Wolff: That is the point that I'm making: Amazon doesn't make money.
Kurnit: But Michael, that's so unfair. That's so unfair! I mean, it's such a . . . there's a dozen different ways for Amazon to make money, some of them immediately and some of them longer-term. Amazon could make money today if it chose to, and then the question is how long would it sustain and would it grow? It could raise its prices today, and it would continue to do very well in the short term.
Suh: Time Warner doesn't make money. It hasn't made money in fifteen years. Time Warner hasn't made money in fifteen years.
Nisenholtz: It hasn't? Laughter
Wolff: It's Internet accounting. Amazon is a success. Time Warner is a failure.
Kurnit: But to return to the basic premise, that a lot of businesses invest in the early years to get the payback in the later years -- true or false?
Wolff: A lot of businesses invest against a plan that you can see.
Suh: The Amazon.com business plan says, "We will grow, and then we will make money." Not the other way around. Okay?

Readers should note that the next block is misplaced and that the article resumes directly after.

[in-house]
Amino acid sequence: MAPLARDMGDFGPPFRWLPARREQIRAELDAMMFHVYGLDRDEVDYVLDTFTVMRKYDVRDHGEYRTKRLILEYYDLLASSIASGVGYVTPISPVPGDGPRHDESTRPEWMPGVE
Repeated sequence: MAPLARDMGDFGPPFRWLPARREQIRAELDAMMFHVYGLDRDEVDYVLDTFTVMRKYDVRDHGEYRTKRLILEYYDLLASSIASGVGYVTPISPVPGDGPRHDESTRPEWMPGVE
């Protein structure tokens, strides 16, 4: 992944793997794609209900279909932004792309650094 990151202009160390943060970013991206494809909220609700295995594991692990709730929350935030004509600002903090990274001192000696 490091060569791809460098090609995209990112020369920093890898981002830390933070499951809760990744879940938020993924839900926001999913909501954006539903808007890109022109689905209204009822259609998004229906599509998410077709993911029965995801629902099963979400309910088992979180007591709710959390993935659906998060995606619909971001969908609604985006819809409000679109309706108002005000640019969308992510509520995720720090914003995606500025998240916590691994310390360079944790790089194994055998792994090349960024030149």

Kurnit: When you plant apple trees, do you get apples your first year?
Wolff: We can make the assumption: We have seen apples. But we haven't seen profits.
Suh: But what they're saying, though, is that they're investing in the future.
Kurnit: I'm told apples are a terrible business, actually.
Nisenholtz: These days it's much better.
Paternot: In the Internet's case, we're making a guess that at some point, 6 billion people will be online. I look at a People magazine, which is successful in the United States out of 250 million potential people. Every single country has its People magazine. Now, what would you pay to be the One Almighty Magazine that takes every single country? You'd spend probably maybe five to ten years unprofitable if you could capture every one.
Wolff: I guess you're bullish on the Internet.
Paternot: Otherwise, I'd be selling my stock.
Nisenholtz: Can you sell your stock?
Paternot: No. Laughter